1 Technologies in Practice, Software & Systems, The Department2 Culture, Aesthetics, Organisations and Society, The Department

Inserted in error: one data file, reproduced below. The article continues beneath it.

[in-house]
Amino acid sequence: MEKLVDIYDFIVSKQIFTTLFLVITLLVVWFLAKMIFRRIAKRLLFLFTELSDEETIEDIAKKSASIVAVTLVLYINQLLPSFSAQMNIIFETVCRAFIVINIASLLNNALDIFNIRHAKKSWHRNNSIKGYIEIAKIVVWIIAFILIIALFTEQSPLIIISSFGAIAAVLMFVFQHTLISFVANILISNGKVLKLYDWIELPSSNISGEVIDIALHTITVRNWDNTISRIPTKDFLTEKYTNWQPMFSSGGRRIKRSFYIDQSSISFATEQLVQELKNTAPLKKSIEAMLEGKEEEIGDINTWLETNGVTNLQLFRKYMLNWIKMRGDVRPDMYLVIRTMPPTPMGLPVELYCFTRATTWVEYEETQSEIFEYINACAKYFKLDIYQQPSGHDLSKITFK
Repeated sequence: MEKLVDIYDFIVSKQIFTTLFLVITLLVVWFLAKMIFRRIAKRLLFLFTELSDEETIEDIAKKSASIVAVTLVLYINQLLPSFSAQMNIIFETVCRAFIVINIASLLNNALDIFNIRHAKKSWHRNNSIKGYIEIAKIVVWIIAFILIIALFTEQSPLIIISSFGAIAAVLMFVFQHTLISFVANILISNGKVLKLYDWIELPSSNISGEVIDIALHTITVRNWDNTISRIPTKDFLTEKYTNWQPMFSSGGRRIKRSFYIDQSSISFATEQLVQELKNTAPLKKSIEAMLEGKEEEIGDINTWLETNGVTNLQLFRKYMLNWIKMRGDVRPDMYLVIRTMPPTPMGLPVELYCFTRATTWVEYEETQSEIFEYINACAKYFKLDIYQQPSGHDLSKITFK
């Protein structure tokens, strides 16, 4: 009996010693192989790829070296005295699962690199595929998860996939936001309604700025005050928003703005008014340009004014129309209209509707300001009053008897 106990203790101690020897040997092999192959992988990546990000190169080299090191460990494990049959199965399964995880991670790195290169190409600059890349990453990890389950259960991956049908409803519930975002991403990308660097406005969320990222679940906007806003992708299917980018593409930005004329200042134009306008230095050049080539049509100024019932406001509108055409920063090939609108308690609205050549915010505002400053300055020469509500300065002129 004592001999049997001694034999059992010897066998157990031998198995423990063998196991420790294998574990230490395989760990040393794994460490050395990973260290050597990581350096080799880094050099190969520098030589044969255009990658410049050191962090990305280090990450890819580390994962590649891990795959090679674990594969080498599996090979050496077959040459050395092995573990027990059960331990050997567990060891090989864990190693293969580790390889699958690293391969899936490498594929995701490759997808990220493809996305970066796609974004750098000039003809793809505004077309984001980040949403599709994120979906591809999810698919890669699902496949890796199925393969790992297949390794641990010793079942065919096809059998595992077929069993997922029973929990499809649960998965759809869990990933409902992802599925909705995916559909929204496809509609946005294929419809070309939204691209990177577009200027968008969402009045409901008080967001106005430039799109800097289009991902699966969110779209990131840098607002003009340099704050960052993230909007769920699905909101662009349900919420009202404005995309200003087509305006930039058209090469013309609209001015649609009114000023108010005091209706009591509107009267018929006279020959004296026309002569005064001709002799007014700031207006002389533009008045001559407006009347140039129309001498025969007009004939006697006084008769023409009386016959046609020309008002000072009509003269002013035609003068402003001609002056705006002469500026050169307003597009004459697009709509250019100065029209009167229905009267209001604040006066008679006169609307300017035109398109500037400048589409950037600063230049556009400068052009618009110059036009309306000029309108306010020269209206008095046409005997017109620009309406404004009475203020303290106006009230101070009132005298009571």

This paper is based on an ethnographic study of senior home care practices in the Unites States and Sweden. It suggests that senior home care offers a privileged site for the study of social-technical relations and their movements because it centers analytical attention on the challenges of harnessing technology for care. For instance, while many studies of humans and their technologies assume competent or skilled users, older people often meet with awkward infrastructural arrangements that rub against frail bodies and fading memories. Senior home care thus renders such relations more explicit. These relations are explored as challenges or frictions, which require constant adjustments and tinkering. Here movement is employed as a key analytical frame for this exploration. Care moves may assume violent forms or they may flow with grace. They entangle affects and effects, emotions and motions, spaces and times, aesthetics and politics. Care moves may attend to certain concerns but neglect others. In this way movement offers several avenues for exploring the onto-epistemological and socio-technical emergences of care. In this paper I employ Donna Haraway's notion of "becoming with" to help argue that a relational analysis of senior home care can be based on a study of how human care actors move with their technologies – although sometimes with clumsy or messy outcomes. I wager that this approach compliments more normative notions of care as a purely human or “soft” domain while offering a more fruitful way to account for emergent socio-technical moves in and out care.